Mill Road owners hire police to restrict access
The owners of Mill Road in Papaikou hired off-duty police officers to restrict access this week, frustrating residents who said they weren’t given a warning from the owners nor a sufficient explanation from police.
The officers, hired as part of a special duty assignment, were placed at the top of the road near Pinky’s from 6 p.m. Wednesday until 11 a.m. Thursday.
About 50 homes are located along the makai side of the road, owned by Jim Waugh and Charlene Prickett.
Several residents told the Tribune-Herald the officers at the makeshift roadblock asked them to provide identification and their signature, in addition to their address, before being allowed to proceed.
Molly Masaoka said the officers were mostly friendly but she found the situation to be offensive.
“It was very disruptive for us,” she said, adding she thought it was a crime scene at first. “They would not give us really any information.”
Maj. Sam Thomas said the owners were restricting access to the road to residents only for 24 hours in order to maintain their claim of ownership on the property.
The couple also owns the Papaikou Mill Beach trail. Currently, Hawaii County is seeking to establish an easement on both for public access to the shoreline.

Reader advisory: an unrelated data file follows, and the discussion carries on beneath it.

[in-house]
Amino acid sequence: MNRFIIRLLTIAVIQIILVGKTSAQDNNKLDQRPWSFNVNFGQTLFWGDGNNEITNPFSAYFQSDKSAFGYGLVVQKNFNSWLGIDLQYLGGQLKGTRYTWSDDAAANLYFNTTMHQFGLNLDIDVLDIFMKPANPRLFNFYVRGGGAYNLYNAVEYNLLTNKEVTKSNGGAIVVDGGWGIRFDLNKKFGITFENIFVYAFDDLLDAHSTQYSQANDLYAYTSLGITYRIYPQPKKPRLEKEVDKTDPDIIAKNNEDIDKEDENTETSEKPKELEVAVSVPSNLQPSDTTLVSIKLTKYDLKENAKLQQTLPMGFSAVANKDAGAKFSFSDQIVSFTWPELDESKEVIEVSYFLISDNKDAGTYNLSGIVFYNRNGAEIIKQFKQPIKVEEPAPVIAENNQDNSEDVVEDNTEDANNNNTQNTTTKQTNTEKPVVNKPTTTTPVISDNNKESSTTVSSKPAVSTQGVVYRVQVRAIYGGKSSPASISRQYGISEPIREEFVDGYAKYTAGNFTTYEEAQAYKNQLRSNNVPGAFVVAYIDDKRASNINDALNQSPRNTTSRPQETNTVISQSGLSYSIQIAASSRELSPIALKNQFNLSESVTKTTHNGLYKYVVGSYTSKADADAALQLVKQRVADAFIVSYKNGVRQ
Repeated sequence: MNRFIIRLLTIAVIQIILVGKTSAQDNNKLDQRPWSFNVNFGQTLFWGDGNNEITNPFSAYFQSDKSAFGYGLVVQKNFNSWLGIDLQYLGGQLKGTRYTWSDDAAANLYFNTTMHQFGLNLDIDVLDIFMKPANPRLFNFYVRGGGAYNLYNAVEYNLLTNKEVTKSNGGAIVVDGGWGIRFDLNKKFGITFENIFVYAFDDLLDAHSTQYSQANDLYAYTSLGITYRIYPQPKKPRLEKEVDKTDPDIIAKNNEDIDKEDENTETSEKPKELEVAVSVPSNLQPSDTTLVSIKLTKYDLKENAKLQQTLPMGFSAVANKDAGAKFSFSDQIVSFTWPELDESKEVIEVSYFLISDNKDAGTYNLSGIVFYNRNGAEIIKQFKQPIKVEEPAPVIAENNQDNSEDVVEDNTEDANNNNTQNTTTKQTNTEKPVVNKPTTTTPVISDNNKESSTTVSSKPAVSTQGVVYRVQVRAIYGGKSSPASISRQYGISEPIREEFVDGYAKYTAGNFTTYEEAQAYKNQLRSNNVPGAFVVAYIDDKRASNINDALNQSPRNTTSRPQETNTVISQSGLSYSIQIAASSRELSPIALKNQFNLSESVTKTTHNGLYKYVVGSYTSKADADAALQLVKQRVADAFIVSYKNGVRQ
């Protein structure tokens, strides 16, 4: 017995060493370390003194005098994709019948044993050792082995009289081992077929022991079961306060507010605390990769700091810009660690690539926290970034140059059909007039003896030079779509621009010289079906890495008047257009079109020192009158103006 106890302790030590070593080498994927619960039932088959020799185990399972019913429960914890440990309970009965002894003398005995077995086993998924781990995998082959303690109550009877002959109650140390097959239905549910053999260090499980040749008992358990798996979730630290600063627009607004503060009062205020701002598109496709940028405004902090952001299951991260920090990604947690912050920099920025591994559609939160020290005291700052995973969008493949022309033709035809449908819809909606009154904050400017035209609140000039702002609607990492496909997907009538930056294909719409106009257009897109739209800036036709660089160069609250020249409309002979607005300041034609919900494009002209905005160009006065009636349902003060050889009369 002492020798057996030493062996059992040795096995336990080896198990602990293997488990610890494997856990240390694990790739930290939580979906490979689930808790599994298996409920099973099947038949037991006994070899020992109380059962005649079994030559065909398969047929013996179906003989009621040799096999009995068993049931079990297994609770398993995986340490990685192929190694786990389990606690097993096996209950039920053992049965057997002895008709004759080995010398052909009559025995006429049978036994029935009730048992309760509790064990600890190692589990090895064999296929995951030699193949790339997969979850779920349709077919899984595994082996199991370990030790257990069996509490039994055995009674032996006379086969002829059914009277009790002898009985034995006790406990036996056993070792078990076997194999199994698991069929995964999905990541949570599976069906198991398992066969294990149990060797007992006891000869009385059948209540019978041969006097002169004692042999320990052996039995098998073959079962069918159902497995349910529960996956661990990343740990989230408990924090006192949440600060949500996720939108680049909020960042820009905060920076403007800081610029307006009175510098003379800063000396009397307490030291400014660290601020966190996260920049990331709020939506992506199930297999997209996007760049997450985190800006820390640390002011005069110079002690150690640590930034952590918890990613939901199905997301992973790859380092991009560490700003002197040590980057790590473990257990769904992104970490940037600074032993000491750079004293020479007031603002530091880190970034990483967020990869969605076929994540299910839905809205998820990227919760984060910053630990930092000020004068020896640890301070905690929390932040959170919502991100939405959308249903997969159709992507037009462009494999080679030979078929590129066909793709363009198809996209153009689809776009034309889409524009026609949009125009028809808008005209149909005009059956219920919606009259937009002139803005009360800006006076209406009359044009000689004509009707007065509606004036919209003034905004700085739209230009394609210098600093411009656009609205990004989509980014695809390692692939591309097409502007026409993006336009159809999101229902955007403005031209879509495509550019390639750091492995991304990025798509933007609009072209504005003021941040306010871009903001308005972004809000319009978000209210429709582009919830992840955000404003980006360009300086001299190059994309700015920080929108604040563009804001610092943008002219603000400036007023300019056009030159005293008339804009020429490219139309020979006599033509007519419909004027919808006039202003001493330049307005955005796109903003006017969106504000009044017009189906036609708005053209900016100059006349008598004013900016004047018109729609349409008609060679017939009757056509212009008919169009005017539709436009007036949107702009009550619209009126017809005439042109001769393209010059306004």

Waugh and Prickett sought to maintain ownership of both, and typically allow access to the beach for 12 hours a day.
Neither could be reached for comment by press time.
The owners hired the off-duty officers to manage access as a “special duty assignment,” Thomas said. Typically, such assignments are given to officers to manage traffic through construction zones.
The company or individuals hiring the officers pay for their time.
Two officers at a time were stationed at the road, while six were used in total, including four patrol officers, a sergeant and lieutenant, Thomas said.
On Thursday morning, two officers at the roadblock said they were limiting access to residents but didn’t have anymore information to provide.
They pointed to a sign that said access would not be allowed for at least 24 hours.
Thomas said closing a private road might not be a typical assignment for off-duty officers, but he didn’t think it appeared inappropriate.
“I don’t think there were any violations,” he said.
Still, the police department pulled the officers from the location early in order to stay out of a civil matter, Thomas said, referring to the ongoing dispute about shoreline access.
“We have a duty to keep the department out of civil matters,” he said.
Lincoln Ashida, the county’s corporation counsel, said he could not comment on the situation since he didn’t have enough information, but added negotiations for acquiring the road and trail are ongoing.
The county assessed both at $28,500.
Email Tom Callis at email@example.com.
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